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Re: pthreads comments and suggestions [was: Re: Handle leak ?]

----- Original Message -----
From: "Tristan Savatier" <>
To: "David Baggett" <>
Sent: Friday, July 21, 2000 6:19 PM
Subject: Re: [pthread-win32] Re: pthreads comments and suggestions [was: Re:
Handle leak ?]

I suspect that, for the most part, we are in violent agreement.

> Yes, but there is no way that threadH == 0 when pthread_create
> returns with success.

Right. I agree that, looking at the source, there is no obvious way
that could happen. Furthermore, I'm pretty sure I put asserts in
pthread_create to trap this case, and didn't see it happen even
in cases where the guard was triggered. While this doesn't exonerate
pthread_create, it certainly makes it unlikely that it is at fault.

> So this only thing that is possible is that it gets
> trashed later by the application (or by a bug in ANY
> library).

Since a tiny program with no other libraries or dependencies
can exhibit the bug, I don't really suspect anything but the
DLL itself, although I suppose it could be the compiler. I
only tried this with MSVC++5 and MSVC++6.

Let me be clear that it's quite possible that the bug is not
*only* the fault of the DLL. It could be the interaction of
aspects of or bugs in Windows NT with the DLL. (Remember
that putting severe stress on the O/S causes the bug to manifest
itself much more frequently.) I'll also point out two things that
may or may not be relevant, but which are certainly scary about

1) Run a test program that creates lots of threads. Call up the
task manager. While your program is running, grab a slider on
a window and slide it back and forth rapidly. Notice how thread
creation drops to zero as the system hiccups. What's up with that?
I have no idea, but it doesn't make me feel too warm and fuzzy.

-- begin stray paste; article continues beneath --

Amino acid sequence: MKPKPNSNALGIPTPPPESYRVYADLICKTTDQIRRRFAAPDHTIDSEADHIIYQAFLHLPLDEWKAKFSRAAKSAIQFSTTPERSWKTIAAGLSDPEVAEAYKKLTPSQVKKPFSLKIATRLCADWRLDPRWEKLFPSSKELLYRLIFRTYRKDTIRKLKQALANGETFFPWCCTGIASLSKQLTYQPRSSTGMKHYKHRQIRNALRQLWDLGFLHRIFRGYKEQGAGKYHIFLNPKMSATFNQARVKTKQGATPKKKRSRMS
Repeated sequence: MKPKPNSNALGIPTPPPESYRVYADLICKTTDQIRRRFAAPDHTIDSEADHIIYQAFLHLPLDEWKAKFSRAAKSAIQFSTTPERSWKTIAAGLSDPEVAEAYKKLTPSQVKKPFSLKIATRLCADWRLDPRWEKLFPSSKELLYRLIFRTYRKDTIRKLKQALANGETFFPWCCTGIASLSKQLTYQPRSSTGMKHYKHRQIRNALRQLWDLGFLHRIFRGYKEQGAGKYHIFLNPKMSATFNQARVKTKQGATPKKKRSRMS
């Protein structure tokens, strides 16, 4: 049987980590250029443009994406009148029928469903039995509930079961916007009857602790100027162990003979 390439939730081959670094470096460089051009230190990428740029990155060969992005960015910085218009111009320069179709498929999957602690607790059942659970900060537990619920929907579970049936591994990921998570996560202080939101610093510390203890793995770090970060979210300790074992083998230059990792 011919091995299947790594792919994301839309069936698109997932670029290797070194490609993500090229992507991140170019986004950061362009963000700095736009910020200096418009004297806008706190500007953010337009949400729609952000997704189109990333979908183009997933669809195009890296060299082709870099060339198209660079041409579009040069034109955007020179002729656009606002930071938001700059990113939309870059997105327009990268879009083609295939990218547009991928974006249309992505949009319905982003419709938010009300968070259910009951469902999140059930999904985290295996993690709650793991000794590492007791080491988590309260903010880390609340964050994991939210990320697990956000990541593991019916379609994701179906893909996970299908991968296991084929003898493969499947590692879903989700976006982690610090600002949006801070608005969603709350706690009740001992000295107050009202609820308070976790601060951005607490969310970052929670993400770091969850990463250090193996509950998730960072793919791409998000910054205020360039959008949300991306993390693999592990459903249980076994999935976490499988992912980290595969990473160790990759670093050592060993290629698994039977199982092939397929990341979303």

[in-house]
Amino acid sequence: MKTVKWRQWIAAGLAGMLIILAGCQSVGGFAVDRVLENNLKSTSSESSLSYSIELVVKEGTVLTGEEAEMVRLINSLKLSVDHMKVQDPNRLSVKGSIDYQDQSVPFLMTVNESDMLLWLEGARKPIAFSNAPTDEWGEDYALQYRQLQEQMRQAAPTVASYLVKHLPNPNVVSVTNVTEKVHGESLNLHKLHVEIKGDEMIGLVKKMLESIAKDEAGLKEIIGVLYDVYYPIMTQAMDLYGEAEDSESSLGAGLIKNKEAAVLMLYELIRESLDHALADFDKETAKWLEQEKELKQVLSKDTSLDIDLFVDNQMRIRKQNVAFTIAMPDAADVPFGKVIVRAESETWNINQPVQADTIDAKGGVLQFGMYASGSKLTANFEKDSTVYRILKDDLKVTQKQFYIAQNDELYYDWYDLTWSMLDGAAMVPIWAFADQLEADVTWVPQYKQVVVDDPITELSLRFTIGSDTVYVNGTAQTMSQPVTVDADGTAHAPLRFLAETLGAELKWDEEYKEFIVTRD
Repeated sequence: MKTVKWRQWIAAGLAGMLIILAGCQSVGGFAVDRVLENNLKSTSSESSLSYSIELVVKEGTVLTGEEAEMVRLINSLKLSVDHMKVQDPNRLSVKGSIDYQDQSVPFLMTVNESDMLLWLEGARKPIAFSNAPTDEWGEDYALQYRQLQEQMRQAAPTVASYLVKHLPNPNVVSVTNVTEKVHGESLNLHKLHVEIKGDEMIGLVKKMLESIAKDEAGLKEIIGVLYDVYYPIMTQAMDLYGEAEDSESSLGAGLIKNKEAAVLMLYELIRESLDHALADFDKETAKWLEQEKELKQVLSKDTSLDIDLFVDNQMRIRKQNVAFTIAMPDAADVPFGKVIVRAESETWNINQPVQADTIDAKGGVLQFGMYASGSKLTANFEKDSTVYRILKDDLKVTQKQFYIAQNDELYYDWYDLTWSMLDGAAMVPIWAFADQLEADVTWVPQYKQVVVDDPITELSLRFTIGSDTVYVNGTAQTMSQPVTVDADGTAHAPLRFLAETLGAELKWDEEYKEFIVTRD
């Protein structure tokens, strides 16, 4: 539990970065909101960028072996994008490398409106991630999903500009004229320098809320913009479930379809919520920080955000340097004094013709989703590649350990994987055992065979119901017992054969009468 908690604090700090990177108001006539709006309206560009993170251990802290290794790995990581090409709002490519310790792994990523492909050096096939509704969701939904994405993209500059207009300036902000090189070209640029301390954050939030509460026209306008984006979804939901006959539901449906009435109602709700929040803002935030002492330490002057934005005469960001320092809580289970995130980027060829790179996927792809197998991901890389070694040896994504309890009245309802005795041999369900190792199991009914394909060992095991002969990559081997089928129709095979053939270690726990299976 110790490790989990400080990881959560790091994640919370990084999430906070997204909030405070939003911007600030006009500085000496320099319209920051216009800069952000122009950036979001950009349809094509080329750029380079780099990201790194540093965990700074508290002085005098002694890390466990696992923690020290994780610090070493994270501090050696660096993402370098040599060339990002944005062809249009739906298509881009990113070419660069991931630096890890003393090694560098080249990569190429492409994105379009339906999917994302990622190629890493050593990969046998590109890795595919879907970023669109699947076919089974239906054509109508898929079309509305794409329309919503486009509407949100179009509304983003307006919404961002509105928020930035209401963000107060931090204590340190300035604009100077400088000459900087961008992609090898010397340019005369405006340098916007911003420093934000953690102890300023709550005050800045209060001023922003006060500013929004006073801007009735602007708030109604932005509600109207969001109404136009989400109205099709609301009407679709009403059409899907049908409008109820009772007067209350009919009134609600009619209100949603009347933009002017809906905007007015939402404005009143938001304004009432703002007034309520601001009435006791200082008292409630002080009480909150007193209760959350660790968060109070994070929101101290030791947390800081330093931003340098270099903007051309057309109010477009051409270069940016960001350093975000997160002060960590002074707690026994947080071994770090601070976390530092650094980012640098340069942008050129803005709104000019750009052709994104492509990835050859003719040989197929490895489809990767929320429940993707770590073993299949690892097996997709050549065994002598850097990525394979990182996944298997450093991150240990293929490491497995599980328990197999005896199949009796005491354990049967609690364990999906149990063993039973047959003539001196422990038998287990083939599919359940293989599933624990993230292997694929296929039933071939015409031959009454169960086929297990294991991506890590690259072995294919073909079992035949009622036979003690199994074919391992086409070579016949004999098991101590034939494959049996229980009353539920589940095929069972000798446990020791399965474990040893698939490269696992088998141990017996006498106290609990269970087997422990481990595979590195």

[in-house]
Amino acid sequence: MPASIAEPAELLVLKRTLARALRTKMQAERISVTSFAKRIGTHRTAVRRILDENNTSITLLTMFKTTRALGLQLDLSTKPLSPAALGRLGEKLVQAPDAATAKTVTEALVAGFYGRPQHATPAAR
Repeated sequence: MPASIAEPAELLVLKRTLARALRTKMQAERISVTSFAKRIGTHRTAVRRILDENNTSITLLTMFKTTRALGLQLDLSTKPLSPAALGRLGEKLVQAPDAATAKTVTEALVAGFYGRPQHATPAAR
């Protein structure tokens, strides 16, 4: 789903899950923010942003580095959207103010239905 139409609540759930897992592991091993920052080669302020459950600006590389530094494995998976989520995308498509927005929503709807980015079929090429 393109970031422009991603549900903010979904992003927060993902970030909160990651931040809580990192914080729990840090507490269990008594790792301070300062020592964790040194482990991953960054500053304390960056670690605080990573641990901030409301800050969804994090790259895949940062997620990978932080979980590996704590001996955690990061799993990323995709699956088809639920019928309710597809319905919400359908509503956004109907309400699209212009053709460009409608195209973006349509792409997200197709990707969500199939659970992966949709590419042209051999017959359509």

2) If you grep Deja News at you will find
messages from knowledgeable people claiming that the NT
scheduler has various problems under high-load situations.

Obviously many multithreaded apps do work under NT in
practice. But perhaps the pthreads DLL is doing something
that typical applications do not, which is getting NT into states
that have not been extensively tested.

I don't pretend to know what the bug might be; I'm just
pointing out that there are possible problems at many levels.

> If that happens, it is VERY BAD, and you little fix would probably
> not improve the situation significantly.

I agree with your sentiment that it looks like a memory corruption
bug, that my workaround is not something you want to put in place
and then forget about, and that it is at best ameliorating a VERY
BAD bug.

However, the fact is that in practice the guard either stops or
significantly slows the handle leakage and crashes, which
allowed me to run my (larger) application for long periods
of time without any of the ill-effects seen previously, so in
practice it does actually improve things significantly.

This could be because the memory corruption is occuring very
soon before the guarded code. Without knowing the source of the
bug, it is impossible to draw any sound conclusions. At the least,
it's a useful stopgap until the bug can be found and fixed, and
may provide valuable clues about where the bug lies.

And as I said, I wish I'd had the time and wherewithall to
actually track the bug down and fix it, but I didn't. This was
for a commercial application so the schedule was too rigid
to allow further debugging (after two weeks of putting
assertions in the code and trying random things). I moved
the application to Linux rather than agonize further over it.

But I'm glad someone else is concerned about it. That may
mean it will get fixed, which would be a very good thing.
You can grep the logs of the mailing list for my email address
to find my previous postings on this topic, where I posted
code and more detailed findings.


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